Blog Entry

Sermon of the Week: No. 697, "God's Cure for Man's Weakness"

By Phillip Ort Jun 19, 2019

“Out of weakness were made strong.” – Hebrews 11:34

 

Charles Haddon Spurgeon rejoiced in the strength of God. In his view, mankind was weak and only God’s strengthening grace would enable “us to be mighty in the work of God.” However, not all forms of “weakness” were alike, each had its own remedy.

 

First, Spurgeon turned his attention to weaknesses which “are of God’s appointment, and necessarily incident to manhood.” Such “infirmities” were natural or physical and therefore “not sinful.” In this sense, Christians experiencing weakness owing to physical affliction “may continue to be subject to them without regret.” Accordingly, Spurgeon’s own gout, arthritis, and lupus were not culpable, but rather provided occaision for God to display his glory as Spurgeon “in weakness” was “made strong.”

 

However, there was a second kind of weakness which Spurgeon asserted was “sinful.” Such weakness was not “from nature” but rather “fallen nature.” Indeed, not from “God’s appointment” but from “our sinfulness.” Here Spurgeon made a critical distinction, saying, “We cannot pray for strength in sinful weakness, but must earnestly plead for strength to come out of it and to be made strong.”

 

It was with this “sinful” spiritual weakness in view that Spurgeon lamented the “predominant lukewarmness,” “want of enthusiasm,” and “deficiency in force” within the Church. In response Spurgeon stated his purpose directly, “I would stir up those who are beginning to imagine that weakness is the normal and proper state of a Christian; that to be unbelieving, desponding, nervous, timid, cowardly, inactive, heartless, is at worst a very excusable thing.” Spurgeon wanted his hearers to know that such a condition is “not proper at all” and longed for “faith to lift us out of it.”

 

In the first section of his sermon, Spurgeon chose to “Mention cases of the cure.” Looking to the Reformation, Spurgeon remarked that “When men believe intensely they act vigourously.” And since “the church’s weakness springs mainly…from a want of faith in her God, and in the revelation which God has entrusted to her” it was key that faith in God’s Word to be strengthened. A “great work” which Spurgeon believe God used Luther to accomplish.

 

Similarly, Spurgeon saw Whitefield as a shining beacon who, “in an age destitute of spiritual life,” “proclaimed the truth” as revival swept the land. He exhorted his hearers to “have faith in God and the truth” for “the truth cannot be destroyed, nor God defeated.” In practical terms “when the sinner…comes to trust himself with Jesus,” looking to the “blood sprinkled” and “righteousness wrought out,” then he can “pray,” “sing,” “melt in penitence,” or “rise up in flames of love.”

 

In the second section of his sermon, Spurgeon turned to “Analyse the medicine.” Here Spurgeon noted that one of faith’s “ingredients” was “a sense of right.” He elaborated saying, “Faith is a belief in the rightness of that which God reveals, a trusting in its truth.” Second, Spurgeon discerned the “ingredient” of “heavenly authority,” noting that “a man who is naturally weak will often act very bravely when he has authority to back him.”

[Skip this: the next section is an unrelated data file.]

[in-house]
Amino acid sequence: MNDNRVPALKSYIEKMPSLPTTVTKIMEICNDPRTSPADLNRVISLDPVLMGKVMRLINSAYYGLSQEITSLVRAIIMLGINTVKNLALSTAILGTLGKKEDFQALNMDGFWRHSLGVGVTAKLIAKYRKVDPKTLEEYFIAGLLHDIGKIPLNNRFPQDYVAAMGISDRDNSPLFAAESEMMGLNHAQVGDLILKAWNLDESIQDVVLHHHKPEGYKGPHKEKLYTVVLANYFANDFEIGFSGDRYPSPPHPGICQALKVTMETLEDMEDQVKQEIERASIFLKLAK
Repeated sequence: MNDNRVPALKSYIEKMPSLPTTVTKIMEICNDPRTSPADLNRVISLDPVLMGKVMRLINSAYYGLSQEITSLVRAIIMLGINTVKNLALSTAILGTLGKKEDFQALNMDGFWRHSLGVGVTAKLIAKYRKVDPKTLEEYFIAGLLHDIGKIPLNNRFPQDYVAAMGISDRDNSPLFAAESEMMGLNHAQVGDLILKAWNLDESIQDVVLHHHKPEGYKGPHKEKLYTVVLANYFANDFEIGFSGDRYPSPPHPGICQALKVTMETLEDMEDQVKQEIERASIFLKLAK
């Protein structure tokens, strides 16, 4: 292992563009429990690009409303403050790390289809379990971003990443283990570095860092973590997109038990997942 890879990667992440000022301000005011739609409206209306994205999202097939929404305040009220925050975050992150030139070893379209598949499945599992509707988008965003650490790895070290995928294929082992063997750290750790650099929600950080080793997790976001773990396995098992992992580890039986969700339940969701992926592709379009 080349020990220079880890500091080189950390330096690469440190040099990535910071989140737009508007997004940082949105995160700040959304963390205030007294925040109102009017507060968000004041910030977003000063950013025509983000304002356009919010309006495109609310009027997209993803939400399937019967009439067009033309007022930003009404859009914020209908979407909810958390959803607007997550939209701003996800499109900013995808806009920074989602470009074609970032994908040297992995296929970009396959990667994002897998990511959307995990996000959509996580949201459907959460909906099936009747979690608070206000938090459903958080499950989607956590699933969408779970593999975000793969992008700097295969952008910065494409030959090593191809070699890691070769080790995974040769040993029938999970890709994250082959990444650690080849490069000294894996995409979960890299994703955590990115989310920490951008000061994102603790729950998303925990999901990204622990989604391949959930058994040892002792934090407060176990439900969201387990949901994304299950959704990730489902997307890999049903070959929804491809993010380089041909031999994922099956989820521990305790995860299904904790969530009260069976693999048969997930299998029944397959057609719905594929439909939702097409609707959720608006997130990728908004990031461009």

Third, faith entailed a “consciousness of heavenly companionship.” Thus by faith, the man “afraid to go to battle alone” would be strengthened by the “companionship of his God and Saviour.” Fourth, faith carried an “expectation of supernatural help.” Even in the direst difficulties of life “faith hears the wheels of Providence working on her behalf.” Fifth, and finally, faith contained the “prospect of ultimate reward.” Accordingly, Spurgeon spurred his hearers on saying, “I hope you will not despair because of the gloomy aspect of the present age.” Indeed, Spurgeon believed “we yet may live to thank God for the apparent retrograde movements of to-day, for upon this the Lord may ride to a brighter ultimate triumph.”

 

In the third section of his sermon, Spurgeon briefly remarked that the point is to “Administer this medicine.” Here Spurgeon addressed every aspect of life, saying, “I pray you to seek more faith.” Whether in sickness or in health, in poverty or wealth, Christians were commanded “Do not doubt your God till you have cause to doubt him.”

 

In the fourth, and final, section of his sermon, Spurgeon called his congregation to “Praise the physician.”  Here Spurgeon noted that it was “our Father who is in heaven” who taught us to “trust him.” But, Christians were also to “bless the Lord Jesus” with “equal thankfulness” for “we would never [have] been capable of faith…if there had not been a Mediator.”

 

Why you should take up and read:

 

Charles Haddon Spurgeon rejoiced in the strength of God. He knew that mankind was weak and only God’s strengthening grace would enable “us to be mighty in the work of God.” In this sermon Spurgeon exulted in God’s gracious strength which filled up what was lacking in mankind’s weakness. For those wanting “out of weakness be made strong” please take up and read.

 

Here is the link to the Sermon of the Week:https://www.spurgeon.org/resource-library/sermons/gods-cure-for-mans-weakness#flipbook/


Phillip Ort serves as the Director of The Spurgeon Library at Midwestern Baptist Theological Seminary in Kansas City while studying in The Residency Ph.D. program.